In an interview Thursday with Fresh Air's Terry Gross, Kevin Hart explained that people “choose” to be offended by anti-gay jokes.

Hart turned down an opportunity to host this year's Oscars after he was criticized over old homophobic tweets and jokes. He said that he would rather not host the awards show than apologize because he's previously apologized.

While Hart has apologized several times after turning down the hosting opportunity, some, including CNN anchor Don Lemon, questioned his sincerity. Lemon, who is gay, also noted that the news outlet could not find those past apologies Hart has repeatedly pointed to.

Hart told Gross that his apology was sincere.

“My apology was sincere when it was given, and I made it sincere when I gave it again, and my effort after that, when I gave another one, was just as sincere,” Hart said. “But it just seemed as if it was a never-ending cycle. So, I chose to just shut it down and say that I'm done with it, and move on from it.”

Gross pointed to jokes Hart made about stopping his son from being gay. In a tweet, he said that if he found his son playing with a dollhouse, he would break the house over his head. In his 2010 comedy special Seriously Funny, Hart said, “Every kid has a gay moment, but you have to stop it right there.”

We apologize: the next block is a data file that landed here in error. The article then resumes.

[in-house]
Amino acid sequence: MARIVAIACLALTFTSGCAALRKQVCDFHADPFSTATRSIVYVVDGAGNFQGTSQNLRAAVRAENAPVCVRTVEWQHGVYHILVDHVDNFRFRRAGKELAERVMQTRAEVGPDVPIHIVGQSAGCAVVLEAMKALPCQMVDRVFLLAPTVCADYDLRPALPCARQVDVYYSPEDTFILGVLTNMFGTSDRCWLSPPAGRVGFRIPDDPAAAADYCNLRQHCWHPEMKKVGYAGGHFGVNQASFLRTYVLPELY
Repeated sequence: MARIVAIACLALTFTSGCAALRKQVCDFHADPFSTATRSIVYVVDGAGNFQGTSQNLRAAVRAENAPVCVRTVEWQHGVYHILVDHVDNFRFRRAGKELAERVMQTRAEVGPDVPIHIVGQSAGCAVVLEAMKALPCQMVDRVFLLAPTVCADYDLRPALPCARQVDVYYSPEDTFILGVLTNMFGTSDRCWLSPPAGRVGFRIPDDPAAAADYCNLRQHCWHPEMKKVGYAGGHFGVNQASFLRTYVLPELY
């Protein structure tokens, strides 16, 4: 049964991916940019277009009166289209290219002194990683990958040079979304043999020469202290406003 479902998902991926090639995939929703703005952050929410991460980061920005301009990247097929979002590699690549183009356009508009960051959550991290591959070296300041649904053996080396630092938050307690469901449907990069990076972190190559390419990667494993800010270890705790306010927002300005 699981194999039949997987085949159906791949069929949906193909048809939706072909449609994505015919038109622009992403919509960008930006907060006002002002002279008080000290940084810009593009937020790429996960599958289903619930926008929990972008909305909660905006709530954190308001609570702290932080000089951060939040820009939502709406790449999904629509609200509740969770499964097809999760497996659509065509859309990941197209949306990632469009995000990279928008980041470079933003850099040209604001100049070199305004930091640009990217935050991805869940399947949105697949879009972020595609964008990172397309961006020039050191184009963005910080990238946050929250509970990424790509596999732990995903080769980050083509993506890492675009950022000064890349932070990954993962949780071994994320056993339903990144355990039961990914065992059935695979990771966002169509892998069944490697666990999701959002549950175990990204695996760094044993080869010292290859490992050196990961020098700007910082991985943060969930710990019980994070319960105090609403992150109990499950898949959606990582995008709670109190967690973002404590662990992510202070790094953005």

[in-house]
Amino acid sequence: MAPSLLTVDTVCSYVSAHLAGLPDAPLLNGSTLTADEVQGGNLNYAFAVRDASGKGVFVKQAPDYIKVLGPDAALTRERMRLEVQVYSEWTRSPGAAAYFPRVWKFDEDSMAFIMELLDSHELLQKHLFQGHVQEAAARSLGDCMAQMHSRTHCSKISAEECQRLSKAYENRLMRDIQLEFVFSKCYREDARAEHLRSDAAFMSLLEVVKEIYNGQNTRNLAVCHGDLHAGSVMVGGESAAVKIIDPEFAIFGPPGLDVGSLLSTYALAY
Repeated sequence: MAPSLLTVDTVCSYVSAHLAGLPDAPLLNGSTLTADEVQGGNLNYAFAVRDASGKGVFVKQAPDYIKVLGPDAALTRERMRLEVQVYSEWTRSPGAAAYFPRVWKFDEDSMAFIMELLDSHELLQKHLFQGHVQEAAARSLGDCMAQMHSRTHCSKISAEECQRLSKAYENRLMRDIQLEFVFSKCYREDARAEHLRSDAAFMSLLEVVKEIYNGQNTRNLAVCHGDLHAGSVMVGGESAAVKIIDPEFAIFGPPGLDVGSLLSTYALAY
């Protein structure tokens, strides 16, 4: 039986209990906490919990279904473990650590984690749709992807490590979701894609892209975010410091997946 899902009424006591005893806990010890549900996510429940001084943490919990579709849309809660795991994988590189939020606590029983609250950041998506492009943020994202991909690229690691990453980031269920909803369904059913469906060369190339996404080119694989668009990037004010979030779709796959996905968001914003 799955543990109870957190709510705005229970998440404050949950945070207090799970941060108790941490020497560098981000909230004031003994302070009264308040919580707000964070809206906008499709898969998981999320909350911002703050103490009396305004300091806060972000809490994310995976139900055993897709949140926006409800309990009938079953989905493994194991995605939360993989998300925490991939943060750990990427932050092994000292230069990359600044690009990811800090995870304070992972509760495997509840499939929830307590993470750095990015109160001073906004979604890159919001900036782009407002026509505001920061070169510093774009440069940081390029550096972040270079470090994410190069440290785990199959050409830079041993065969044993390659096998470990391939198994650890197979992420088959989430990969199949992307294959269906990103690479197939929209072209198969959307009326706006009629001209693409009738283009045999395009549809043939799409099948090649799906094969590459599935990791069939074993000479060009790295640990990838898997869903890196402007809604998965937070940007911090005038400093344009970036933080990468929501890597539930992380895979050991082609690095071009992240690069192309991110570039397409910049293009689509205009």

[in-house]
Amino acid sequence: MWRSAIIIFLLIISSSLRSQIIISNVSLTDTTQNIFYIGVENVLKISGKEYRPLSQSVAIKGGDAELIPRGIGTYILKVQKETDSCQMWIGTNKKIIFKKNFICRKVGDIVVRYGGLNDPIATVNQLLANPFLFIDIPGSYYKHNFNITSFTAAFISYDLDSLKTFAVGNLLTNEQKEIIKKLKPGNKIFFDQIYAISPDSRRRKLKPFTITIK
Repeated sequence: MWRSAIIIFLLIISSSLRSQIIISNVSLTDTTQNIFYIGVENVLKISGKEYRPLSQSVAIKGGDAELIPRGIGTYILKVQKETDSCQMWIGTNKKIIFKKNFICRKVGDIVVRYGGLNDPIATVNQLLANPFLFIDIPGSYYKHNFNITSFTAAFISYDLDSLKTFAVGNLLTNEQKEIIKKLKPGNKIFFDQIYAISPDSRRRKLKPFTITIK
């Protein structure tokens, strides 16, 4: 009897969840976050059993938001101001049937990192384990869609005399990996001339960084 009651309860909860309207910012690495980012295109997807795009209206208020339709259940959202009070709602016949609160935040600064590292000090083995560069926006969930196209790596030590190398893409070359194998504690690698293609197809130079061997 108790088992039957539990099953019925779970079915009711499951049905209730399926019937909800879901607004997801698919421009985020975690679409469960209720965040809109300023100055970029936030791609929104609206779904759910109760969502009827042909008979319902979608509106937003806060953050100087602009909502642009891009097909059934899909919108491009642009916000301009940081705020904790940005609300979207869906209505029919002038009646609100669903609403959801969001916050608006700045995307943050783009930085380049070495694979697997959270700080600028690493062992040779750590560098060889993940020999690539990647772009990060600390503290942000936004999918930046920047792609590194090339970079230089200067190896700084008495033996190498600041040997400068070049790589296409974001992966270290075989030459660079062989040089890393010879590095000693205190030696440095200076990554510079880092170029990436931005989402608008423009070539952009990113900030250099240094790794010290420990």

“This sounds like when you had a son, you were afraid that your son was going to be gay,” Gross said. “So, what did gay mean to you then? What is it you were afraid of?”

“I think that's taking a joke and putting a context that you're determining it should be on it,” Hart responded. “The joke was made with light intentions. It's not that deep-rooted, but because of the time of today, people look at it, and they dissect it.”

"And then I say, but as a heterosexual male, if I can prevent my son from being gay, I would. It's a joke. It's called a segue. The segue was to get into the joke about something that really happened at a party where my son was playing, and there was another boy playing with him. And I was like, hey, all right, that's enough of that."

"But because times today are so sensitive, we forget the jokes are made with the intensive purpose of making people laugh, not to hurt. That's not the purpose behind the joke.”

"To me, when I did it, I thought that it would be funny. So if people choose to take offense to something, then that's a choice," he added.

Hart appeared on NRP to promote his latest film, The Upside.